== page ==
Quote: WASHINGTON, Oct 22 (Reuters) - Alaska Air Group Inc (ALK.N), the parent of low-cost carrier Alaska Airlines, reported what it called its best quarterly results in years on Thursday, with the help of sharply lower fuel prices.
Alaska said net income was $87.6 million, or $2.46 per share, compared with a net loss of $86.5 million, or $2.40 per share in the comparable period last year.
Excluding special items, net income was $83 million, or $2.33 per share, compared with $39.9 million, or $1.10 per share, in 2008.
Analysts on average had expected $2.26 per share, according to Thomson Reuters I/B/E/S.
Chief Executive Bill Ayer, in a statement, called the third quarter results "our best quarterly financial performance in many years."
Though I'm no employee (yet?), I can certainly agree with the first part of that. Great job AS/QX! Hopefully we'll continue to see aircraft allocated towards new and profitable ventures, and maybe, just maybe (hopefully), we'll see a leveling off in cutbacks, provided it makes good business sense.
I'd love to see more QX at BOI anyway, if nothing else than to improve my chances of them opening up a job so I could work for the company I've grown up around and love more than any other airline. (wink wink, nudge nudge)
EA CO AS From United States of America, joined Nov 2001, 12559 posts, RR: 64 Reply 4, posted (3 years 7 months 2 days 14 hours ago) and read 2059 times:
Great job by all my co-workers! This is outstanding news.
Quoting Airport (Reply 3): I'd love to see more QX at BOI anyway, if nothing else than to improve my chances of them opening up a job so I could work for the company I've grown up around and love more than any other airline. (wink wink, nudge nudge)
While we're not hiring there right now, AS has a reservations center in BOI as well. Hopefully we'll begin hiring there again once the economy improves.
"In this present crisis, government is not the solution to our problem - government IS the problem." - Ronald Reagan
While the legacy carriers and their new generation counterparts continue to seem more hybridized, Alaska exhibits some traits that separate it from either group. Time will tell if this varietal model works. For now, it seems to.
It is the only US network carrier that has no intercontinental reach and is the only US major that remains predominantly regional;
But like many of the LCCs, Alaska has a substantial reach into cross-border markets;
It is the only network carrier with no formal Alliance affiliation, although bilateral codeshares exist;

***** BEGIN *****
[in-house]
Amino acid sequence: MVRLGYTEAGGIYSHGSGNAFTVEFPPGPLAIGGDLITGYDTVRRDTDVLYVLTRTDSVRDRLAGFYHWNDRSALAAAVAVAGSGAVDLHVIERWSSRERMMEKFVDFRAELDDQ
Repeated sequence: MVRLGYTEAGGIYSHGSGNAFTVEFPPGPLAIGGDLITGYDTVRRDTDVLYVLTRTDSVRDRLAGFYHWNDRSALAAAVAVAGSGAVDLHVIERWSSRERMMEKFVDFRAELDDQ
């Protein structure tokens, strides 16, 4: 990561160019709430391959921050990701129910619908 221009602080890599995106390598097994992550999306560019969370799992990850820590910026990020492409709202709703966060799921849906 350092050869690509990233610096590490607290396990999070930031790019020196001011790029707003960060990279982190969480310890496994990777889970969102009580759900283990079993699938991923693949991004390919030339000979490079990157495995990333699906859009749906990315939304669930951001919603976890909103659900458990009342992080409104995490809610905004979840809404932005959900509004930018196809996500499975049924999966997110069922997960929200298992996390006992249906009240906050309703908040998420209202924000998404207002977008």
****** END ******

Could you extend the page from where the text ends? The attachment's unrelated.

Despite absorbing some Alaskan carriers and one regional start-up (Jet America), Alaska's growth has been far more organic than the other network players, all of whom have swallowed a big fish or two in their history;
It operates from a hub which it dominates. But the hub is at the periphery of the national grid and, and while it has strength at other airports, Portland for instance, the vast majority of its flights begins or ends in Seattle;
The carrier is far more akin to the new entrants in terms of customer satisfaction than it is to its legacy peers;
Alaska has not been immune to the financial ups and downs that characterize almost all industry players. However, unlike many others, it is expected to show some profitability in 2009, quite a feat in the current environment;
A quick overview of various fares revealed that Alaska prices in line with competition, even if that competitor is Southwest, though by imposing bag charges that are absent from Southwest, the trip cost for passengers will be higher for those with checked bags. Interestingly, in a search for nonstops between New York and Seattle, Alaska's fares were identical to Delta and American, all having the lowest, but this group undercut Continental by $20 and JetBlue by nearly $100. Making any definitive, all-inclusive statement about pricing is folly, but in the examples researched, Alaska always had some services priced equal to the lowest available fare. In no case was it the lowest.
So if the industry is moving towards hybrid business models, the Alaska Group demonstrates some ways in which that might come to pass. It seems to hold its own against varied competitors, please its customers, and has opted out of the “nationwide” model as well as alliances. Now if only Alaska could consistently be profitable.
Hatbutton From United States of America, joined Mar 2005, 1451 posts, RR: 15 Reply 11, posted (3 years 7 months 2 days 9 hours ago) and read 1736 times:
Quoting Rw717 (Reply 10): Just out of curiosity....Does anybody know the financials for AS and QX seperately. I was wondering which one was the bigger contributor.
Well actually looking at the financial statements it looks like AS had operating income of $124.8 million and QX had operating income of $19.1 million before taxes. Both of those numbers are after slight markups to account for gains on fuel hedging.
So when all is said and done after taxes it was roughly AS - $75 million and QX - $11.5 million. My numbers aren't horribly exact because there are other things in there but that is roughly what it is.
It's hard to put a value on QX though because of the feed they provide. Without QX, AS's number would surely be lower because of much less connecting traffic.
Wedgetail737 From United States of America, joined Aug 2003, 5527 posts, RR: 5 Reply 13, posted (3 years 7 months 2 days 5 hours ago) and read 1566 times:
Let's just hope that AS remains consistently profitable for the foreseeable future. Afterall, profit usually means more airplanes, more destinations, additional frequencies to existing destinations and additional city-pairs.
Fly in to SNA . It is one airport that AS schedules the 73G into on a regular basis. That also means SNA gets more than its fair share of WiFi flights. Any chance the might use some of the $1.2 billion is cash to expand WiFi anytime soon?